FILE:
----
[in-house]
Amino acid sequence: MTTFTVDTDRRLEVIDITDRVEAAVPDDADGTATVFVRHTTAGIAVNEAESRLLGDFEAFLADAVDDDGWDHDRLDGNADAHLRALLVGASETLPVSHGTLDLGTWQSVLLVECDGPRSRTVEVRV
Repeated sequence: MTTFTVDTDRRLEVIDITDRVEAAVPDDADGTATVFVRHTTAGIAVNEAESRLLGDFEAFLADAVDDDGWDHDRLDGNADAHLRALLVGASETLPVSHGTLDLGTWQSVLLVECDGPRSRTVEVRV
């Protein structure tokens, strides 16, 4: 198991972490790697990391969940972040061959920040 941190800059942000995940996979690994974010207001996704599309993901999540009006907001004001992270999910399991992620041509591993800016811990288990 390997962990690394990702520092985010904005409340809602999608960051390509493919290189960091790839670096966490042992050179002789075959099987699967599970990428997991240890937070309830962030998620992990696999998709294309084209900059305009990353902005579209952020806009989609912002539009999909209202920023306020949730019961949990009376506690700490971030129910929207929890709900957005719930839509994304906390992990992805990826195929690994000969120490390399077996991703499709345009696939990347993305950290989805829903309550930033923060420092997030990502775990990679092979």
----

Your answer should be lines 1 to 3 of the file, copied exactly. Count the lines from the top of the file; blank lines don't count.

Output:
[in-house]
Amino acid sequence: MTTFTVDTDRRLEVIDITDRVEAAVPDDADGTATVFVRHTTAGIAVNEAESRLLGDFEAFLADAVDDDGWDHDRLDGNADAHLRALLVGASETLPVSHGTLDLGTWQSVLLVECDGPRSRTVEVRV
Repeated sequence: MTTFTVDTDRRLEVIDITDRVEAAVPDDADGTATVFVRHTTAGIAVNEAESRLLGDFEAFLADAVDDDGWDHDRLDGNADAHLRALLVGASETLPVSHGTLDLGTWQSVLLVECDGPRSRTVEVRV